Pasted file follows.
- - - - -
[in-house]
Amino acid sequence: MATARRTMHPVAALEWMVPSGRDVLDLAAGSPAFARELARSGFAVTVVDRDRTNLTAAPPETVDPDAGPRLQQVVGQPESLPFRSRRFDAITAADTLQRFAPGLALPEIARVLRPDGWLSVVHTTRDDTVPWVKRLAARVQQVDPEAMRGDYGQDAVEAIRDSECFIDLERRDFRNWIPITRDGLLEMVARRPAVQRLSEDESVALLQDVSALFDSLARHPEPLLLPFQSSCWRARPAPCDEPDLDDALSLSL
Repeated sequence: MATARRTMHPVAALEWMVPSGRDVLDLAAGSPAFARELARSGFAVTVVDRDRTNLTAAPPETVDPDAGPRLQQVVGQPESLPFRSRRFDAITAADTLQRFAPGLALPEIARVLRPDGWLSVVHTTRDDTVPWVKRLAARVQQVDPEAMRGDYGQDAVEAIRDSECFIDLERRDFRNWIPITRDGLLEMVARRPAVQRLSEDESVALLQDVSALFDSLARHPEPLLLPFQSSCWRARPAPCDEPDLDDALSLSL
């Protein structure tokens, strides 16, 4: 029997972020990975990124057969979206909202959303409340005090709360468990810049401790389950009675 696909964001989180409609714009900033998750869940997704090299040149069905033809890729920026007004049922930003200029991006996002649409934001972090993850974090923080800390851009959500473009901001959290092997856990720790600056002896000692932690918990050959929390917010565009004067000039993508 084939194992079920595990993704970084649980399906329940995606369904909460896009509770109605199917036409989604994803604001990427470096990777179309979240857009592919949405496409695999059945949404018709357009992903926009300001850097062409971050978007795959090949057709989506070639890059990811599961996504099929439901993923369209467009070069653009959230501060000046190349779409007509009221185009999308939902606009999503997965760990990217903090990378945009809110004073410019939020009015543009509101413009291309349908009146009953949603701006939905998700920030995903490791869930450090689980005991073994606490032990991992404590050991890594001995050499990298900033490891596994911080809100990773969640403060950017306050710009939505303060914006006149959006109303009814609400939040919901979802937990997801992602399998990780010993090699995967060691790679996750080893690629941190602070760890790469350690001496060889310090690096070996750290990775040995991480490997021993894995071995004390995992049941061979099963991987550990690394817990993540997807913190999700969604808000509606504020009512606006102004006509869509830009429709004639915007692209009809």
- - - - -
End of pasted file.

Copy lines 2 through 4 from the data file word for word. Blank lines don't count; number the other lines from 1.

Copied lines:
Amino acid sequence: MATARRTMHPVAALEWMVPSGRDVLDLAAGSPAFARELARSGFAVTVVDRDRTNLTAAPPETVDPDAGPRLQQVVGQPESLPFRSRRFDAITAADTLQRFAPGLALPEIARVLRPDGWLSVVHTTRDDTVPWVKRLAARVQQVDPEAMRGDYGQDAVEAIRDSECFIDLERRDFRNWIPITRDGLLEMVARRPAVQRLSEDESVALLQDVSALFDSLARHPEPLLLPFQSSCWRARPAPCDEPDLDDALSLSL
Repeated sequence: MATARRTMHPVAALEWMVPSGRDVLDLAAGSPAFARELARSGFAVTVVDRDRTNLTAAPPETVDPDAGPRLQQVVGQPESLPFRSRRFDAITAADTLQRFAPGLALPEIARVLRPDGWLSVVHTTRDDTVPWVKRLAARVQQVDPEAMRGDYGQDAVEAIRDSECFIDLERRDFRNWIPITRDGLLEMVARRPAVQRLSEDESVALLQDVSALFDSLARHPEPLLLPFQSSCWRARPAPCDEPDLDDALSLSL
């Protein structure tokens, strides 16, 4: 029997972020990975990124057969979206909202959303409340005090709360468990810049401790389950009675 696909964001989180409609714009900033998750869940997704090299040149069905033809890729920026007004049922930003200029991006996002649409934001972090993850974090923080800390851009959500473009901001959290092997856990720790600056002896000692932690918990050959929390917010565009004067000039993508 084939194992079920595990993704970084649980399906329940995606369904909460896009509770109605199917036409989604994803604001990427470096990777179309979240857009592919949405496409695999059945949404018709357009992903926009300001850097062409971050978007795959090949057709989506070639890059990811599961996504099929439901993923369209467009070069653009959230501060000046190349779409007509009221185009999308939902606009999503997965760990990217903090990378945009809110004073410019939020009015543009509101413009291309349908009146009953949603701006939905998700920030995903490791869930450090689980005991073994606490032990991992404590050991890594001995050499990298900033490891596994911080809100990773969640403060950017306050710009939505303060914006006149959006109303009814609400939040919901979802937990997801992602399998990780010993090699995967060691790679996750080893690629941190602070760890790469350690001496060889310090690096070996750290990775040995991480490997021993894995071995004390995992049941061979099963991987550990690394817990993540997807913190999700969604808000509606504020009512606006102004006509869509830009429709004639915007692209009809």